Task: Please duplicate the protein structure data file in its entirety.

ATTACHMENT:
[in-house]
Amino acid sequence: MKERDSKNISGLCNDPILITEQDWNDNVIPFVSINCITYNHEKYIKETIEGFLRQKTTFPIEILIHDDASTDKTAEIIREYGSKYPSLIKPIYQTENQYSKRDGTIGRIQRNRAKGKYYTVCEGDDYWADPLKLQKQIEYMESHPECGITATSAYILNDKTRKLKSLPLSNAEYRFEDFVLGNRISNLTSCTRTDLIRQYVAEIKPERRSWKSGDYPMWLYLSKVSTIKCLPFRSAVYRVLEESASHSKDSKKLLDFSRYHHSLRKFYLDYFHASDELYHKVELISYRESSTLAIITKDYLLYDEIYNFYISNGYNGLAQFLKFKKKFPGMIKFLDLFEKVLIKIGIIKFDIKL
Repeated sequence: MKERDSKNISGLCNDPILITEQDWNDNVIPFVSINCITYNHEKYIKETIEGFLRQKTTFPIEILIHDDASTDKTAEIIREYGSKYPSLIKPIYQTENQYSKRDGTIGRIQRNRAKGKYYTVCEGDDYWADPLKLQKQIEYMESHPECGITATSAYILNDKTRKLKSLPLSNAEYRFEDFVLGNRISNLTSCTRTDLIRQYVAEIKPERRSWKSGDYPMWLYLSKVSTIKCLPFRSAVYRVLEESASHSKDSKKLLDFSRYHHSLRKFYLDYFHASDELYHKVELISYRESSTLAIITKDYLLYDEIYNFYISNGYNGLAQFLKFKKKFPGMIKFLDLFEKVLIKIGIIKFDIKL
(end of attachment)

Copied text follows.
[in-house]
Amino acid sequence: MKERDSKNISGLCNDPILITEQDWNDNVIPFVSINCITYNHEKYIKETIEGFLRQKTTFPIEILIHDDASTDKTAEIIREYGSKYPSLIKPIYQTENQYSKRDGTIGRIQRNRAKGKYYTVCEGDDYWADPLKLQKQIEYMESHPECGITATSAYILNDKTRKLKSLPLSNAEYRFEDFVLGNRISNLTSCTRTDLIRQYVAEIKPERRSWKSGDYPMWLYLSKVSTIKCLPFRSAVYRVLEESASHSKDSKKLLDFSRYHHSLRKFYLDYFHASDELYHKVELISYRESSTLAIITKDYLLYDEIYNFYISNGYNGLAQFLKFKKKFPGMIKFLDLFEKVLIKIGIIKFDIKL
Repeated sequence: MKERDSKNISGLCNDPILITEQDWNDNVIPFVSINCITYNHEKYIKETIEGFLRQKTTFPIEILIHDDASTDKTAEIIREYGSKYPSLIKPIYQTENQYSKRDGTIGRIQRNRAKGKYYTVCEGDDYWADPLKLQKQIEYMESHPECGITATSAYILNDKTRKLKSLPLSNAEYRFEDFVLGNRISNLTSCTRTDLIRQYVAEIKPERRSWKSGDYPMWLYLSKVSTIKCLPFRSAVYRVLEESASHSKDSKKLLDFSRYHHSLRKFYLDYFHASDELYHKVELISYRESSTLAIITKDYLLYDEIYNFYISNGYNGLAQFLKFKKKFPGMIKFLDLFEKVLIKIGIIKFDIKL